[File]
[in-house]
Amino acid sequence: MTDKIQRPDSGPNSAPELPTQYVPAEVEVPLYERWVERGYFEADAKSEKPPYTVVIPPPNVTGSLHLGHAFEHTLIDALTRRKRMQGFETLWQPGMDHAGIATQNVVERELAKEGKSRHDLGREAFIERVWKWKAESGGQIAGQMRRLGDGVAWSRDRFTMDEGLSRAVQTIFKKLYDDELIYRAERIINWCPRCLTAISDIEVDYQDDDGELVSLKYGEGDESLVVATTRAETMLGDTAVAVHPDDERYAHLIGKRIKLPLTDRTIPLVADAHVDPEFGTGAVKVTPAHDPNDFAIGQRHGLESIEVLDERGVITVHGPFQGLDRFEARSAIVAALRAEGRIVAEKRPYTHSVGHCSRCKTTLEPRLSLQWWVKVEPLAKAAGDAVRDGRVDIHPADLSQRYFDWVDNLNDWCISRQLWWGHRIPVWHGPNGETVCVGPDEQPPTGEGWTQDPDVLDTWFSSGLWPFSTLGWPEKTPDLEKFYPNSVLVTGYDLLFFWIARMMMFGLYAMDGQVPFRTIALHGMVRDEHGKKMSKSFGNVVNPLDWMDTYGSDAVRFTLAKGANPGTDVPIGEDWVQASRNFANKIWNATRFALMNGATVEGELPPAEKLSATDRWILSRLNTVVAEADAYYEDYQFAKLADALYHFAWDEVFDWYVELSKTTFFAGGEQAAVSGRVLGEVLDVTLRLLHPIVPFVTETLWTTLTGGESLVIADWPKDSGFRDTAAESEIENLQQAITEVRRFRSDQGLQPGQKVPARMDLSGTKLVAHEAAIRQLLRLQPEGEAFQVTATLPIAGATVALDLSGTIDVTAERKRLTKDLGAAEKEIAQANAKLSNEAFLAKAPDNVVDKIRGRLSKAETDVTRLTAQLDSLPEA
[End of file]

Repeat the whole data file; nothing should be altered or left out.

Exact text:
[in-house]
Amino acid sequence: MTDKIQRPDSGPNSAPELPTQYVPAEVEVPLYERWVERGYFEADAKSEKPPYTVVIPPPNVTGSLHLGHAFEHTLIDALTRRKRMQGFETLWQPGMDHAGIATQNVVERELAKEGKSRHDLGREAFIERVWKWKAESGGQIAGQMRRLGDGVAWSRDRFTMDEGLSRAVQTIFKKLYDDELIYRAERIINWCPRCLTAISDIEVDYQDDDGELVSLKYGEGDESLVVATTRAETMLGDTAVAVHPDDERYAHLIGKRIKLPLTDRTIPLVADAHVDPEFGTGAVKVTPAHDPNDFAIGQRHGLESIEVLDERGVITVHGPFQGLDRFEARSAIVAALRAEGRIVAEKRPYTHSVGHCSRCKTTLEPRLSLQWWVKVEPLAKAAGDAVRDGRVDIHPADLSQRYFDWVDNLNDWCISRQLWWGHRIPVWHGPNGETVCVGPDEQPPTGEGWTQDPDVLDTWFSSGLWPFSTLGWPEKTPDLEKFYPNSVLVTGYDLLFFWIARMMMFGLYAMDGQVPFRTIALHGMVRDEHGKKMSKSFGNVVNPLDWMDTYGSDAVRFTLAKGANPGTDVPIGEDWVQASRNFANKIWNATRFALMNGATVEGELPPAEKLSATDRWILSRLNTVVAEADAYYEDYQFAKLADALYHFAWDEVFDWYVELSKTTFFAGGEQAAVSGRVLGEVLDVTLRLLHPIVPFVTETLWTTLTGGESLVIADWPKDSGFRDTAAESEIENLQQAITEVRRFRSDQGLQPGQKVPARMDLSGTKLVAHEAAIRQLLRLQPEGEAFQVTATLPIAGATVALDLSGTIDVTAERKRLTKDLGAAEKEIAQANAKLSNEAFLAKAPDNVVDKIRGRLSKAETDVTRLTAQLDSLPEA